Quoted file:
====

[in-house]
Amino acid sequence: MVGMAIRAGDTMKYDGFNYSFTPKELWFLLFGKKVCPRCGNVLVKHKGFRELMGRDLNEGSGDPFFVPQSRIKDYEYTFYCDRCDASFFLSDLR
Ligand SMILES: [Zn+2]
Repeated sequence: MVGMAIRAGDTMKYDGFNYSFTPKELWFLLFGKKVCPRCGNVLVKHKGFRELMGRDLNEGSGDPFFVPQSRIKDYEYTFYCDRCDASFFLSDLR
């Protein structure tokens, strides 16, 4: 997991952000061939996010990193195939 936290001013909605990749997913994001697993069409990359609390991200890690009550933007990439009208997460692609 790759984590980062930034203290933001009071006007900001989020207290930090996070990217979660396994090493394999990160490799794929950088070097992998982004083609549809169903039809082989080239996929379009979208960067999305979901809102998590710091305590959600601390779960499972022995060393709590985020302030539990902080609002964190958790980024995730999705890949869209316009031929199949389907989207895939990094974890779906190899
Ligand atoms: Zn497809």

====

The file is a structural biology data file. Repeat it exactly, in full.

[in-house]
Amino acid sequence: MVGMAIRAGDTMKYDGFNYSFTPKELWFLLFGKKVCPRCGNVLVKHKGFRELMGRDLNEGSGDPFFVPQSRIKDYEYTFYCDRCDASFFLSDLR
Ligand SMILES: [Zn+2]
Repeated sequence: MVGMAIRAGDTMKYDGFNYSFTPKELWFLLFGKKVCPRCGNVLVKHKGFRELMGRDLNEGSGDPFFVPQSRIKDYEYTFYCDRCDASFFLSDLR
């Protein structure tokens, strides 16, 4: 997991952000061939996010990193195939 936290001013909605990749997913994001697993069409990359609390991200890690009550933007990439009208997460692609 790759984590980062930034203290933001009071006007900001989020207290930090996070990217979660396994090493394999990160490799794929950088070097992998982004083609549809169903039809082989080239996929379009979208960067999305979901809102998590710091305590959600601390779960499972022995060393709590985020302030539990902080609002964190958790980024995730999705890949869209316009031929199949389907989207895939990094974890779906190899
Ligand atoms: Zn497809």